|Top Bar Hive|
|Valentine's for Daddy|
|"Antique" craft ideas|
though it's mostly a purplish gray. As I was winding it into a ball the other day I noticed splashes of turquoise and pink. I am using it to make a market bag for use this summer at the Farmers' Market. I'm also working my way through a big jar of random sock yarn that's been adding up. Vera is, no doubt, growing quickly and socks are a guaranteed need in the future so I figure I will make as many pairs as I can with my stash of fingerweight yarn.
|What is it?|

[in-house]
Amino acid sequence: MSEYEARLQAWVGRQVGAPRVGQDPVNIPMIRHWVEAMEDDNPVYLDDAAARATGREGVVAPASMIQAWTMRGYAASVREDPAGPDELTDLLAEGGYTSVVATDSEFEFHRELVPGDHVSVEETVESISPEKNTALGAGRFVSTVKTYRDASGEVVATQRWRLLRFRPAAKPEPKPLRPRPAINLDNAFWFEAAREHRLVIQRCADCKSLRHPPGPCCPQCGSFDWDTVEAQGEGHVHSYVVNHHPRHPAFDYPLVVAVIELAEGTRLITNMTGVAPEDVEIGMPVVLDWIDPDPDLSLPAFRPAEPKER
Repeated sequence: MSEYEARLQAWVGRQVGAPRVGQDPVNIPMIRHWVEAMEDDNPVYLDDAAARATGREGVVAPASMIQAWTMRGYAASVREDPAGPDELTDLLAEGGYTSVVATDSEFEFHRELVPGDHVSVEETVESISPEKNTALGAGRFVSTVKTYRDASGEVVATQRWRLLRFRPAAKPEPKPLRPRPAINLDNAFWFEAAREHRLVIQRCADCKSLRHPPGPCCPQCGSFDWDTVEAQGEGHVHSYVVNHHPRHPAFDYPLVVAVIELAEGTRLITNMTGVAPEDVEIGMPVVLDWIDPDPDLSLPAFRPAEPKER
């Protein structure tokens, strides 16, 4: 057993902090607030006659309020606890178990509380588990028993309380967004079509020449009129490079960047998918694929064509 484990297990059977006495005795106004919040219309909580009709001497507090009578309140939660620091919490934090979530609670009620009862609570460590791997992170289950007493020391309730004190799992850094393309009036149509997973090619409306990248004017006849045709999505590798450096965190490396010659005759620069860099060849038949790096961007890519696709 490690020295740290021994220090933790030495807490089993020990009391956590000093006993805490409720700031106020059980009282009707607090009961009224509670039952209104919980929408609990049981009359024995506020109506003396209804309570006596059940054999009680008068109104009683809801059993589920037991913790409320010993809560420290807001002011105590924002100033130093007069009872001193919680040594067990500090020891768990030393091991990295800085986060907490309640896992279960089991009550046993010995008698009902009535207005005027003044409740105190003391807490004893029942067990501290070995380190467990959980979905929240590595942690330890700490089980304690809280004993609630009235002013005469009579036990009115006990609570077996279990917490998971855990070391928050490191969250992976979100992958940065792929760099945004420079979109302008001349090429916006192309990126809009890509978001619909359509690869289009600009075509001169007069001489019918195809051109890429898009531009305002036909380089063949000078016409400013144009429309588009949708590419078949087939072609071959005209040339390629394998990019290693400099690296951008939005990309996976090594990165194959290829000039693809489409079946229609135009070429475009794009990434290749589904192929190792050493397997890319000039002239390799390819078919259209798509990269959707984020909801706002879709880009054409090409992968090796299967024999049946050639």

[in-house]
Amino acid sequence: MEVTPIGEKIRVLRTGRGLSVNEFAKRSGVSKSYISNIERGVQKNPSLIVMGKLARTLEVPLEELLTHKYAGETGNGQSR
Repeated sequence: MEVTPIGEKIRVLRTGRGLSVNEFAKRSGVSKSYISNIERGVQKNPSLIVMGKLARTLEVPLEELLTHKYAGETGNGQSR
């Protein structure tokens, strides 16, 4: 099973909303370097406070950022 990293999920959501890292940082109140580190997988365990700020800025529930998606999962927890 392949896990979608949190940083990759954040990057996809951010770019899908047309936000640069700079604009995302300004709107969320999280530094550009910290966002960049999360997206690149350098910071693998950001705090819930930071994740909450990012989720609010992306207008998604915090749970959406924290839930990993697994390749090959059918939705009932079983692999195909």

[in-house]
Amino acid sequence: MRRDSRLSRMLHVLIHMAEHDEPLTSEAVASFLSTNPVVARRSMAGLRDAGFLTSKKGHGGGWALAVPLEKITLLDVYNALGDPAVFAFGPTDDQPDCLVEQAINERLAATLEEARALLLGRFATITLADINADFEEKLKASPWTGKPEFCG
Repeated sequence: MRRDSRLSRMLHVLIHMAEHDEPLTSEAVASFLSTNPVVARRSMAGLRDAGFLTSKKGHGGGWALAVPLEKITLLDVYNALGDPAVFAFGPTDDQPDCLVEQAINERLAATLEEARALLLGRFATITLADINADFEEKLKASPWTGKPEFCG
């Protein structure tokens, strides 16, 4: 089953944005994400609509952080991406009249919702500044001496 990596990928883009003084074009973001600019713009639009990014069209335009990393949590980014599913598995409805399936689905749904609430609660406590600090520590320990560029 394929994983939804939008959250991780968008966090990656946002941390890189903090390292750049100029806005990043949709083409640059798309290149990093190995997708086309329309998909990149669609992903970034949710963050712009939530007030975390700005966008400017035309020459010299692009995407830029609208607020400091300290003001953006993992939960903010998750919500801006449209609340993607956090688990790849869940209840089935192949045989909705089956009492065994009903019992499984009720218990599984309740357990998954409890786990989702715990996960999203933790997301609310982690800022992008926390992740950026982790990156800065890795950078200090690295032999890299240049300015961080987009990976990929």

I'm always looking for inspiration and finding it in the endless number of craft blogs on the web. Lately I've been checking out Let's Go Fly a Kite, Between the Lines, Made by Rae, and Maker Mama. The public library is also an eden for me; our breakfast table constantly has a stack of borrowed books I'm in the process of paging through or marking with scrap paper. Ah! Is there a book out there about how to find more time? Probably, but I have yet to open it. I stumbled upon a delicious book on a craft blog the other day. Alabama Studio Style by Natalie Chanin is like nothing I've seen before. There's definitely a Martha Stewart quality to the setup of her displays and photos, but with more of a wabi-sabi style. And of course I love that she upcycles materials into new, beautiful, and functional goods. This book uses knit T-shirts for many of its projects from embellishing sundresses and weaving a chair seat to making a decorative topper for gifting your homemade preserves. This is why I find the internet so fascinating--from the moment in my freshman year of college that I discovered its capabilities and said, "you mean, I can look up ANYTHING?!"--if you can dream it, you can look it up. Stumbling upon these virtual goodies and cross-referencing others on various blogs is exciting to me, as well as thinking up a strange recipe then punching my piece meal idea into a search engine to see if anyone else has already thought of it and can give me a lead. The internet is my oyster. **But let us not forget to continue making personal connections with our friends and neighbors to share real conversation, actual cups of tea, and tangible final craft projects.